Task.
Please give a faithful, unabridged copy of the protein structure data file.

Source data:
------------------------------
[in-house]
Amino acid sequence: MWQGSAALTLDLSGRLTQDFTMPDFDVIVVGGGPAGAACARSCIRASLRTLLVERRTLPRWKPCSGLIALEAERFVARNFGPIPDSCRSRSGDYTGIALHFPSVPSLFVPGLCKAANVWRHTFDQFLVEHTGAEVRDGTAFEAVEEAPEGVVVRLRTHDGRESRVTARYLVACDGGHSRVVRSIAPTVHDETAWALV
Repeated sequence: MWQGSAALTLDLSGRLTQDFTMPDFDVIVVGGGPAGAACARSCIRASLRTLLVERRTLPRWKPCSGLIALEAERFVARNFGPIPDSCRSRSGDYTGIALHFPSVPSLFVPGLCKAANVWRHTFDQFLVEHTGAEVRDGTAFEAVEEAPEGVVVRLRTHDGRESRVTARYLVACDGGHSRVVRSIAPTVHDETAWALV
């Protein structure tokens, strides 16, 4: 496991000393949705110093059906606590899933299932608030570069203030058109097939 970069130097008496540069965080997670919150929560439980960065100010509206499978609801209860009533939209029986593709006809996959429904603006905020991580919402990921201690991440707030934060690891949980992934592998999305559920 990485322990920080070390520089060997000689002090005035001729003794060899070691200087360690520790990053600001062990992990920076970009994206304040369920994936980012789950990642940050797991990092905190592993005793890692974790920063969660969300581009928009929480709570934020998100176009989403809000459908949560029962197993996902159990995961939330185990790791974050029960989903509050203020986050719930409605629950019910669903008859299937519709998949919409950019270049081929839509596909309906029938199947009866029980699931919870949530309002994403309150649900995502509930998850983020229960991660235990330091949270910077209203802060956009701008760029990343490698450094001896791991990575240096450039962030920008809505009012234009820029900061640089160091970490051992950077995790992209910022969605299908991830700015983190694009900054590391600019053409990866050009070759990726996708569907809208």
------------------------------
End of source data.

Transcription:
[in-house]
Amino acid sequence: MWQGSAALTLDLSGRLTQDFTMPDFDVIVVGGGPAGAACARSCIRASLRTLLVERRTLPRWKPCSGLIALEAERFVARNFGPIPDSCRSRSGDYTGIALHFPSVPSLFVPGLCKAANVWRHTFDQFLVEHTGAEVRDGTAFEAVEEAPEGVVVRLRTHDGRESRVTARYLVACDGGHSRVVRSIAPTVHDETAWALV
Repeated sequence: MWQGSAALTLDLSGRLTQDFTMPDFDVIVVGGGPAGAACARSCIRASLRTLLVERRTLPRWKPCSGLIALEAERFVARNFGPIPDSCRSRSGDYTGIALHFPSVPSLFVPGLCKAANVWRHTFDQFLVEHTGAEVRDGTAFEAVEEAPEGVVVRLRTHDGRESRVTARYLVACDGGHSRVVRSIAPTVHDETAWALV
């Protein structure tokens, strides 16, 4: 496991000393949705110093059906606590899933299932608030570069203030058109097939 970069130097008496540069965080997670919150929560439980960065100010509206499978609801209860009533939209029986593709006809996959429904603006905020991580919402990921201690991440707030934060690891949980992934592998999305559920 990485322990920080070390520089060997000689002090005035001729003794060899070691200087360690520790990053600001062990992990920076970009994206304040369920994936980012789950990642940050797991990092905190592993005793890692974790920063969660969300581009928009929480709570934020998100176009989403809000459908949560029962197993996902159990995961939330185990790791974050029960989903509050203020986050719930409605629950019910669903008859299937519709998949919409950019270049081929839509596909309906029938199947009866029980699931919870949530309002994403309150649900995502509930998850983020229960991660235990330091949270910077209203802060956009701008760029990343490698450094001896791991990575240096450039962030920008809505009012234009820029900061640089160091970490051992950077995790992209910022969605299908991830700015983190694009900054590391600019053409990866050009070759990726996708569907809208």